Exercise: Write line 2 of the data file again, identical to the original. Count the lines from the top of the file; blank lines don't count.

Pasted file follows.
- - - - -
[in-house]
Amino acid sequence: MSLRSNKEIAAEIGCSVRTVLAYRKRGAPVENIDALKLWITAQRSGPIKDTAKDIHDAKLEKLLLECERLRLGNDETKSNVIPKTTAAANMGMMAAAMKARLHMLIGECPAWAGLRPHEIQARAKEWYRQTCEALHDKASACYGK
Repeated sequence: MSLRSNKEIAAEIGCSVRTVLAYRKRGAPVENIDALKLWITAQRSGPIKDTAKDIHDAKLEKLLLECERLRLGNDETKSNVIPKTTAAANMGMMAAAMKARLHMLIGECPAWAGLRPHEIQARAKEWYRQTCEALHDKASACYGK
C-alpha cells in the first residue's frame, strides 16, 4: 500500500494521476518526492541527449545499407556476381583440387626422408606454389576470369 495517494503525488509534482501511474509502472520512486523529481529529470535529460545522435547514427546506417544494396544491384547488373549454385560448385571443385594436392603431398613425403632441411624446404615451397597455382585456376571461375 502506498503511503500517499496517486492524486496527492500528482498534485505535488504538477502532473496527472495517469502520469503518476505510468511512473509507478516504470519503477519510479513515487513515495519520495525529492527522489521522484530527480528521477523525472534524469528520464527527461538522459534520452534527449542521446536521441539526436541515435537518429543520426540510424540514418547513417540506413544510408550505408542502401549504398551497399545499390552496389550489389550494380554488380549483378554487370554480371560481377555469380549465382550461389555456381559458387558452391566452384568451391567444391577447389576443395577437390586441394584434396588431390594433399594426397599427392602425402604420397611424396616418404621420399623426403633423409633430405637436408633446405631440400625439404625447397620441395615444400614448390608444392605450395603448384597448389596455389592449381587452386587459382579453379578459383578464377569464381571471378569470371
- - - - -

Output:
Amino acid sequence: MSLRSNKEIAAEIGCSVRTVLAYRKRGAPVENIDALKLWITAQRSGPIKDTAKDIHDAKLEKLLLECERLRLGNDETKSNVIPKTTAAANMGMMAAAMKARLHMLIGECPAWAGLRPHEIQARAKEWYRQTCEALHDKASACYGK